Making families through assisted reproductive technologies: Causes, experiences, and consequences in international context

Deadline: 
February 28, 2019

Local Organizers:

Anne-Kristin Kuhnt (University of Duisburg-Essen, Germany) &
Jasmin Passet-Wittig (Federal Institute for Population Research, Wiesbaden, Germany)
Keynote “The creation of 'world families' via cross-border fertility treatment”
by Nicky Hudson
(Director of the Centre for Reproduction Research, De Montfort University Leicester)

 

The birth of the first baby after In-Vitro-Fertilisation (IVF) in Great Britain in 1978 transformed public awareness of assisted reproductive technologies (ART). ART helps people who have medical or social barriers to having children. Advances and diversification in ART and broader social, demographic, and economic changes in industrialized countries contributed to an increasing use of ART. Today, doctors in Europe perform approximately 690,000 treatment cycles contributing to about 150,000 babies born with medical help. The uses of ART moved beyond ‘curing’ a medical problem to providing donor material (oocytes, embryo’s, sperm), surrogacy, and social freezing to extend the scope of (potential) users from heterosexual couples to gay and lesbian couples to single persons. The ART initiated technological and social changes, which now challenge conventional definitions and understandings of family.

There is great need to understand the rapid changes associated with increasing demand and use of ART. ART occurs in stages such as recognizing fertility barriers, exploring medical responses, seeking medical responses, conceiving and delivering a child (or not) with medical help. To advance understanding of the implications of ART in international comparative contexts, we will host scholars from different countries and disciplines to share and discuss research on the following topics:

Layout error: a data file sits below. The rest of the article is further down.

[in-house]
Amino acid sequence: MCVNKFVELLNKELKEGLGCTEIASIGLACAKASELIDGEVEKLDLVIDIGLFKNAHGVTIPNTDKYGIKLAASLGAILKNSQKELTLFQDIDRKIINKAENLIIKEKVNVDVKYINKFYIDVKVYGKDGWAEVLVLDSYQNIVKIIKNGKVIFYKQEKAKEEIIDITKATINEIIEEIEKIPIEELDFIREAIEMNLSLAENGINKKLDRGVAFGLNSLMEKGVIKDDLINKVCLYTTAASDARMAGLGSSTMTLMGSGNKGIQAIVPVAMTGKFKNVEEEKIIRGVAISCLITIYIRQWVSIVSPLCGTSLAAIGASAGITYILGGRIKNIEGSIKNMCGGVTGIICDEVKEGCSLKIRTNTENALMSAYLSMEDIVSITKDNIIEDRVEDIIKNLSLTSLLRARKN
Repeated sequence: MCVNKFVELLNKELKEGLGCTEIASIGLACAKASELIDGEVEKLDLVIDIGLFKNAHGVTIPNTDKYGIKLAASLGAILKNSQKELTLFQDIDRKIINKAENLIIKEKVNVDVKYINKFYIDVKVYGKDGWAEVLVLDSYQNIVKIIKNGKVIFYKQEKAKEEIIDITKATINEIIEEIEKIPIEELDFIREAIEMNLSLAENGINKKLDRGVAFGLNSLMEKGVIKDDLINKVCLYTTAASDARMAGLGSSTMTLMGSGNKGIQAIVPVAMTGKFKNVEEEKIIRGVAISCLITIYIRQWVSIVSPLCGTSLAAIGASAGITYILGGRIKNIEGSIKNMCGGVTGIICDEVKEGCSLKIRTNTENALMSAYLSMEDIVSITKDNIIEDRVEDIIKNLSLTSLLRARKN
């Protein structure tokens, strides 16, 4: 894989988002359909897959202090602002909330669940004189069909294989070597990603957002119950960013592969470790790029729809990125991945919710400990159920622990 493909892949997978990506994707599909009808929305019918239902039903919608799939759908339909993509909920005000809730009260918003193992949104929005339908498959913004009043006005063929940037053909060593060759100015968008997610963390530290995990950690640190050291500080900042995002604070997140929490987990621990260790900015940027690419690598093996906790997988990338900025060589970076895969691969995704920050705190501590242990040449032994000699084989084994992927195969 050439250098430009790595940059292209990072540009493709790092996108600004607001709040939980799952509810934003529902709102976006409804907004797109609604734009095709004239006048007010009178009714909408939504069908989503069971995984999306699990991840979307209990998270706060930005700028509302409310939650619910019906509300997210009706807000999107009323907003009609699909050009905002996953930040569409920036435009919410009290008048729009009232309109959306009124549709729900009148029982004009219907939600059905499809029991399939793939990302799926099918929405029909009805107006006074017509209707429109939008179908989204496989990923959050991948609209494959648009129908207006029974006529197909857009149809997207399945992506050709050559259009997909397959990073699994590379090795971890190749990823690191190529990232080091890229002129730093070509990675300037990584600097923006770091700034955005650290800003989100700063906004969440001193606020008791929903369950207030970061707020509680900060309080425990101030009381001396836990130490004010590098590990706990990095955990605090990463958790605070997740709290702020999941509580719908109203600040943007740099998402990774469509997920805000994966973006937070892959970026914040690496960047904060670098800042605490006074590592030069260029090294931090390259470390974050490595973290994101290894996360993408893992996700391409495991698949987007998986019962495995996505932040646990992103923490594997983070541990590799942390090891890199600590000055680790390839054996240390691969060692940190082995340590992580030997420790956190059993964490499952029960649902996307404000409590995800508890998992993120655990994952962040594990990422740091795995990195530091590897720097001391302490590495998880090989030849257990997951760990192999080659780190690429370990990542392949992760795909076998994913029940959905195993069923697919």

• complex decision-making for use of ART
  • diversity in policies and legislation that shape ART use and outcomes
  • infertility and treatment experiences
  • use of ART and consequences for families (children, parents, siblings, grandparents)
  • ART and demographic change
  • understanding of the role of ART in life courses (timing of fertility)

To stimulate exchange and collaboration of social science researchers with an interest in infertility and ART we plan to have “lightning rounds” in which researchers have 3 minutes to present/‘pitch’ for new projects and research ideas.
Furthermore, we aim to compile a Special Issue based on the contributions of this conference. Therefore, we especially welcome the submission of new work in progress.
The conference venue is the city of Wiesbaden (Germany), located near the Rhine-Valley, one of the biggest German wine growing areas and a UNESCO World Heritage Site, quickly accessible by train from Frankfurt International Airport.
There is no conference fee. In addition, a limited number of travel grants may be available to cover part of the travel costs for participants. The decision for travel funding by the German Research Council (DFG) is currently pending.
We invite the submission of abstracts (up to 500 words) by February 28, 2019. Submitted abstracts should include

  • the research question & theoretical background;
  • a description of methods & data;
  • main findings;
  • the degree of interest in including a paper in a special issue;
  • contact information for all authors.

Email abstracts to Anne-Kristin Kuhnt (anne-kristin.kuhnt [at] uni-due.de) and Jasmin Passet-Wittig (jasmin_passet [at] yahoo.de). Authors will be informed whether their paper has been accepted by March 29, 2019.